Corn growers who find unexpected lodging during harvest could find that the problem is caused by Bt-resistant western corn rootworm, an entomologist with Ohio State University’s College of Food, Agricultural, and Environmental Sciences said.
While there have been no reports in Ohio of resistant rootworms, growers may want to keep a sharp eye out for any significant lodging as it could be a sign that the pests are indeed present, said Andy Michel, an Ohio State University Extension pest expert.
The concern is that the western Corn Belt has been experiencing greater than expected damage on Bt-corn expressing the single trait Cry3Bb1, with most of these observations found in continuous corn, said Michel, who also has an appointment with the Ohio Agricultural Research and Development Center.
OSU Extension and OARDC are the statewide outreach and research arms, respectively, of the college.
“At this point we haven’t found it in Ohio yet, but the problem is spreading and we expect it to be in Ohio at some point,” he said. “So we’re trying to inform growers that this issue is a growing problem and trying to get the word out so that we can be first responders to any cases that pop up in Ohio.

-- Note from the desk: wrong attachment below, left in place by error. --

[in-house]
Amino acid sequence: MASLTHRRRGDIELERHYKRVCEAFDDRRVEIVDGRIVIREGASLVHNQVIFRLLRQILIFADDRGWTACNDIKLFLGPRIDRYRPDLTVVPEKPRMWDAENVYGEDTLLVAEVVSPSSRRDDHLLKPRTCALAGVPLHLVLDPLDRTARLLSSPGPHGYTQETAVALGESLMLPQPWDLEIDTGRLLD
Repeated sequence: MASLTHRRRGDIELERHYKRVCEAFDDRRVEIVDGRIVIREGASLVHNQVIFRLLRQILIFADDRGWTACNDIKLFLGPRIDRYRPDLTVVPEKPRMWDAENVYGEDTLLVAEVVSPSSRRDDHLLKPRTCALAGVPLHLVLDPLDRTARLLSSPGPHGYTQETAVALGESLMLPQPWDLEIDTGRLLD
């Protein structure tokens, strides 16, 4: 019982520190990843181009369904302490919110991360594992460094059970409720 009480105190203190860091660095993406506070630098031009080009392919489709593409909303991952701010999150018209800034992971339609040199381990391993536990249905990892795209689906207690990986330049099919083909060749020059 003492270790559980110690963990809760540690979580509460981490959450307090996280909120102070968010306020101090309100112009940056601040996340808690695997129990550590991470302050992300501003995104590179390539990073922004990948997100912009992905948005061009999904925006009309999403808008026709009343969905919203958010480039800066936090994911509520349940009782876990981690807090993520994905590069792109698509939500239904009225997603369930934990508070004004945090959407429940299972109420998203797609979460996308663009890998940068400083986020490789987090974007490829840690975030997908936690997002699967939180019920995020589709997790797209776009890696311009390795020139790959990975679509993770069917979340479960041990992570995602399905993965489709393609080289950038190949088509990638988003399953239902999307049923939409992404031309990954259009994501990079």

“So our goal is to try to catch it early to wipe it out before it can continue its spread.”
The problem has grown because western corn rootworms have evolved resistance in the Corn Belt and the problem is spreading, particularly in some hotspots that then spread outward, Michel said.
“The situation throughout the western Corn Belt is serious and the financial implications could be quite significant,” he said. “Growers pay a premium for transgenic corn varieties so they expect rootworm control.
“But if they are experiencing Bt-resistant rootworms, they are not only losing money because of the premium, but also on yields. Western corn rootworm in North America is the No. 1 insect problem corn growers are facing.”
Corn growers in Ohio can look out for significant lodging during harvest, Michel said.
“Detecting damage caused by rootworms is often difficult at this late stage of the season,” he said. “Many factors can cause lodging including wind damage and poor root growth, so a careful examination of the roots is necessary.
“If you see lodged corn, dig up the roots and if it looks like there are short roots or roots that have been chewed on or gnawed on. It could be from rootworms.”
Growers who find this or aren’t sure if what they are seeing is indicative of western corn rootworm damage, can contact Michel at email@example.com or Ron Hammond, an OSU Extension and OARDC entomologist, at Hammond.firstname.lastname@example.org with questions, Michel said.